August 9, 2019
Lost Tribe Esports engaged teen athletes and artists from around the world for a second consecutive week, this time at the JCC Maccabi Games & ArtsFest in Detroit. Combined with Atlanta last week, well over 1,500 teens gamed with us at JCC Maccabi — or 56% of the 2019 athletes and artists. Our first collaboration with JCC Maccabi was a tremendous success, and demonstrated that enthusiasm for competitive video gaming is widespread among Jewish teens.
Visitors to our high-energy, 21-station esports centers in Atlanta and Detroit witnessed teens from dozens of communities exchanging names and handshakes after bonding over gaming.
Our survey of over 1600 JCC Maccabi athletes yielded dramatic data confirming that gaming is a primary driver of friendships and connection among today’s Jewish teens:
• 90% of JCC Maccabi teens surveyed play video games with friends — online or in-person —on a regular basis
• 63% are doing so daily or a few times per week
• 59% report having made new friends through playing video games
Leaders from 18 North American JCCs — as well as communities in Israel, Canada, Great Britain, and Mexico — approached us, eager to bring esports to their communities, and looking to Lost Tribe Esports to help them make it happen. They recognize the power of esports as a connector, and are anxious to leverage the opportunity to attract and retain young people.
August 2, 2019
Competitive video gaming made a sensational debut as an exhibition sport at the JCC Maccabi Games in Atlanta this week. Lost Tribe Esports transformed a lecture hall at the Games’ Marist School location into a large-scale esports center, offering free gaming for athletes throughout the week, and running tournaments on Thursday for several dozen teens no longer in the medal hunt in their respective sport.
Our 21-station esports center was filled to capacity within minutes of opening our doors Monday morning, and remained so for the 23 hours of gaming we provided over four days. Nearly a third of the girls at the Games in Atlanta and over half the boys gamed with us. Their enthusiasm highlighted for staff and lay leaders from JCCs around the world that gaming plays a central role in the lives of young people today — it’s how they enjoy time with their peers, and is a path to making new friends.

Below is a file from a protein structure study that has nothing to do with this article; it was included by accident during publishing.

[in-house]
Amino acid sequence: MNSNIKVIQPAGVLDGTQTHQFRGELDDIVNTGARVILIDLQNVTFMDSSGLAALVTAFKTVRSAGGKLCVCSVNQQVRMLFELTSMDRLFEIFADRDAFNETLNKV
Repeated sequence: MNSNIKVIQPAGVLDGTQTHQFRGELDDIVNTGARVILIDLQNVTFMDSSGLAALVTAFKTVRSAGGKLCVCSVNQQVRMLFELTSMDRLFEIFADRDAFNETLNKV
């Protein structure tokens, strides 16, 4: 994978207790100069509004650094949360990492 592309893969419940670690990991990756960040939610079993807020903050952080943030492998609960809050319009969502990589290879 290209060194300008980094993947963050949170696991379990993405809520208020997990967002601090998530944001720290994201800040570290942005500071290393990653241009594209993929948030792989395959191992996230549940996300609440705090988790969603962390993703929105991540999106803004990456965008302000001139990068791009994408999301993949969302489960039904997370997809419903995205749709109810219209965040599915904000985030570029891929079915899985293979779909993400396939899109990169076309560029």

Adult stakeholders were amazed by the energy and constant chatter of the gamers in our esports center. VIPs witnessed teens asking peers they’d never met if they could jump in on a game — then exchanging names and handshakes after bonding over gaming.
“I met some kids from Mexico at Lost Tribe and now I have friends who live in a completely different country. We connect online and we play video games together and it’s just great,” said Matan, age 14, a JCC Maccabi athlete and avid gamer.
We will continue making history — and facilitating new Jewish friendships — at the JCC Maccabi Games & ArtsFest in Detroit next week.
April 28, 2019
Mazal Tov to the University of Missouri Hillel!
Mizzou made history this week, defeating the University of Connecticut Hillel in Super Smash Bros. Ultimate to claim the title of Lost Tribe Esports/Hillel collegiate champion.
Mizzou and UConn bested Hillel teams from Hofstra, University of Georgia, and University of Central Florida to reach the final of this first-ever event. All matches were played on April 28, 2019, a date that will go down in history as the beginning of intercollegiate esports competition among Hillel chapters in North America.
Lost Tribe Esports worked with Hillel International to create this first tournament, and provided the tech platform, prizes, and t-shirts to students at each participating Hillel. We are grateful to leadership at Hillel International and participating chapters for collaborating with us on this tournament, and congratulate all the competitors for making it a very fun and social event.
We look forward to growing this competition in the 2019-20 school year!